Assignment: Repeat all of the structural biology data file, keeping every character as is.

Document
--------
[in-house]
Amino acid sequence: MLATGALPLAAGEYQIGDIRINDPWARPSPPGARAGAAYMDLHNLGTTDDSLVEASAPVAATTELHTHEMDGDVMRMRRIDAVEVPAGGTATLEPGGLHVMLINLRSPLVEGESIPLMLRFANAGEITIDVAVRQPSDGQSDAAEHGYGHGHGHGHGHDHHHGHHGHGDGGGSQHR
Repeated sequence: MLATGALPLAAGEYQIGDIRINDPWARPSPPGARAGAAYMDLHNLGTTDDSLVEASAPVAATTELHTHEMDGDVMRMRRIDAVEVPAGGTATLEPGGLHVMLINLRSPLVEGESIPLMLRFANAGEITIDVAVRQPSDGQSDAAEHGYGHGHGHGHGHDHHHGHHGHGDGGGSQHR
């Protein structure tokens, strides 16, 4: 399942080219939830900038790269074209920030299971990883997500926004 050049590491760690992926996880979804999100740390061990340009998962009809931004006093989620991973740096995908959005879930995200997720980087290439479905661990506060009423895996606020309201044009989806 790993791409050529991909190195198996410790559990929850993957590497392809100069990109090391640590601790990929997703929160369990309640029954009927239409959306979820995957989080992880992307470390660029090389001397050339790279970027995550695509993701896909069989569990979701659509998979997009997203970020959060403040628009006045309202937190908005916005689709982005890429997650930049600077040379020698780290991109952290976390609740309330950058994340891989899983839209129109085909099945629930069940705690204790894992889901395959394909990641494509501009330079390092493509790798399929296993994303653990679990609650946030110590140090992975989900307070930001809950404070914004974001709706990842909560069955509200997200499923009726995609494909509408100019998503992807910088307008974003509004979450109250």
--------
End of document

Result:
[in-house]
Amino acid sequence: MLATGALPLAAGEYQIGDIRINDPWARPSPPGARAGAAYMDLHNLGTTDDSLVEASAPVAATTELHTHEMDGDVMRMRRIDAVEVPAGGTATLEPGGLHVMLINLRSPLVEGESIPLMLRFANAGEITIDVAVRQPSDGQSDAAEHGYGHGHGHGHGHDHHHGHHGHGDGGGSQHR
Repeated sequence: MLATGALPLAAGEYQIGDIRINDPWARPSPPGARAGAAYMDLHNLGTTDDSLVEASAPVAATTELHTHEMDGDVMRMRRIDAVEVPAGGTATLEPGGLHVMLINLRSPLVEGESIPLMLRFANAGEITIDVAVRQPSDGQSDAAEHGYGHGHGHGHGHDHHHGHHGHGDGGGSQHR
């Protein structure tokens, strides 16, 4: 399942080219939830900038790269074209920030299971990883997500926004 050049590491760690992926996880979804999100740390061990340009998962009809931004006093989620991973740096995908959005879930995200997720980087290439479905661990506060009423895996606020309201044009989806 790993791409050529991909190195198996410790559990929850993957590497392809100069990109090391640590601790990929997703929160369990309640029954009927239409959306979820995957989080992880992307470390660029090389001397050339790279970027995550695509993701896909069989569990979701659509998979997009997203970020959060403040628009006045309202937190908005916005689709982005890429997650930049600077040379020698780290991109952290976390609740309330950058994340891989899983839209129109085909099945629930069940705690204790894992889901395959394909990641494509501009330079390092493509790798399929296993994303653990679990609650946030110590140090992975989900307070930001809950404070914004974001709706990842909560069955509200997200499923009726995609494909509408100019998503992807910088307008974003509004979450109250």